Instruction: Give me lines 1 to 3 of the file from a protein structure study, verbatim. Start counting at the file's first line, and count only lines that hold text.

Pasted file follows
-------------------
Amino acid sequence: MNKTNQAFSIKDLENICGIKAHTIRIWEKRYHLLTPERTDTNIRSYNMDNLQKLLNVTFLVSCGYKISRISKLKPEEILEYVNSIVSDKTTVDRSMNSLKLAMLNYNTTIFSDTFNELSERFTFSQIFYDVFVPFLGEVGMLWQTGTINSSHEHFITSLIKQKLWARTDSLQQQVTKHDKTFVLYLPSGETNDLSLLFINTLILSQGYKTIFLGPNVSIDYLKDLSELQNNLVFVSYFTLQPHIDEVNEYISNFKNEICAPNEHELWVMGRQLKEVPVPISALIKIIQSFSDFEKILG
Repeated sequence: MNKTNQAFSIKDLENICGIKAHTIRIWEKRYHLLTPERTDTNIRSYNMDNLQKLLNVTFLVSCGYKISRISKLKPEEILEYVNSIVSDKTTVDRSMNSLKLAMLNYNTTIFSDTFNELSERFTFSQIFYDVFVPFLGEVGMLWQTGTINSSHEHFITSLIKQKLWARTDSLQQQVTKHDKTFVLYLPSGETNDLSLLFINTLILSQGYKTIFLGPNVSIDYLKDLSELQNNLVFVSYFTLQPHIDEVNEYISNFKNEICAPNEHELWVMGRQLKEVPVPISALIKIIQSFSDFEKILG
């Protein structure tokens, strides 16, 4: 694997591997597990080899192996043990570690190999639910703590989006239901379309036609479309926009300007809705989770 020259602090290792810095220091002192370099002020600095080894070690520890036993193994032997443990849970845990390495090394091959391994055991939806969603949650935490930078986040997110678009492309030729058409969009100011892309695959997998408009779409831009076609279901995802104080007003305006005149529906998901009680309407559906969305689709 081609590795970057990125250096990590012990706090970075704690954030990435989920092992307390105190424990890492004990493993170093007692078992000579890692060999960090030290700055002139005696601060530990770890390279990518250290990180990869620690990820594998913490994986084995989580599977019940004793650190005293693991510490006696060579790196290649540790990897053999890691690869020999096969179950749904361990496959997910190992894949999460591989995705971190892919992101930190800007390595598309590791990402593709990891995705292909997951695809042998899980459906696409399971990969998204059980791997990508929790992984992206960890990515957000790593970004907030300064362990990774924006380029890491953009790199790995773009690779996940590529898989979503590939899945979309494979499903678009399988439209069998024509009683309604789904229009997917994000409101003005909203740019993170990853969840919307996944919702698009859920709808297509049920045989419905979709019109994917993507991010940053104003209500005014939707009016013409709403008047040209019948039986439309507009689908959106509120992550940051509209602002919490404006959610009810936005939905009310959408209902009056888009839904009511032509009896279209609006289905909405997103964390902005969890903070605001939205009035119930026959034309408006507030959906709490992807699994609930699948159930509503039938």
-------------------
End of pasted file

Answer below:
Amino acid sequence: MNKTNQAFSIKDLENICGIKAHTIRIWEKRYHLLTPERTDTNIRSYNMDNLQKLLNVTFLVSCGYKISRISKLKPEEILEYVNSIVSDKTTVDRSMNSLKLAMLNYNTTIFSDTFNELSERFTFSQIFYDVFVPFLGEVGMLWQTGTINSSHEHFITSLIKQKLWARTDSLQQQVTKHDKTFVLYLPSGETNDLSLLFINTLILSQGYKTIFLGPNVSIDYLKDLSELQNNLVFVSYFTLQPHIDEVNEYISNFKNEICAPNEHELWVMGRQLKEVPVPISALIKIIQSFSDFEKILG
Repeated sequence: MNKTNQAFSIKDLENICGIKAHTIRIWEKRYHLLTPERTDTNIRSYNMDNLQKLLNVTFLVSCGYKISRISKLKPEEILEYVNSIVSDKTTVDRSMNSLKLAMLNYNTTIFSDTFNELSERFTFSQIFYDVFVPFLGEVGMLWQTGTINSSHEHFITSLIKQKLWARTDSLQQQVTKHDKTFVLYLPSGETNDLSLLFINTLILSQGYKTIFLGPNVSIDYLKDLSELQNNLVFVSYFTLQPHIDEVNEYISNFKNEICAPNEHELWVMGRQLKEVPVPISALIKIIQSFSDFEKILG
């Protein structure tokens, strides 16, 4: 694997591997597990080899192996043990570690190999639910703590989006239901379309036609479309926009300007809705989770 020259602090290792810095220091002192370099002020600095080894070690520890036993193994032997443990849970845990390495090394091959391994055991939806969603949650935490930078986040997110678009492309030729058409969009100011892309695959997998408009779409831009076609279901995802104080007003305006005149529906998901009680309407559906969305689709 081609590795970057990125250096990590012990706090970075704690954030990435989920092992307390105190424990890492004990493993170093007692078992000579890692060999960090030290700055002139005696601060530990770890390279990518250290990180990869620690990820594998913490994986084995989580599977019940004793650190005293693991510490006696060579790196290649540790990897053999890691690869020999096969179950749904361990496959997910190992894949999460591989995705971190892919992101930190800007390595598309590791990402593709990891995705292909997951695809042998899980459906696409399971990969998204059980791997990508929790992984992206960890990515957000790593970004907030300064362990990774924006380029890491953009790199790995773009690779996940590529898989979503590939899945979309494979499903678009399988439209069998024509009683309604789904229009997917994000409101003005909203740019993170990853969840919307996944919702698009859920709808297509049920045989419905979709019109994917993507991010940053104003209500005014939707009016013409709403008047040209019948039986439309507009689908959106509120992550940051509209602002919490404006959610009810936005939905009310959408209902009056888009839904009511032509009896279209609006289905909405997103964390902005969890903070605001939205009035119930026959034309408006507030959906709490992807699994609930699948159930509503039938």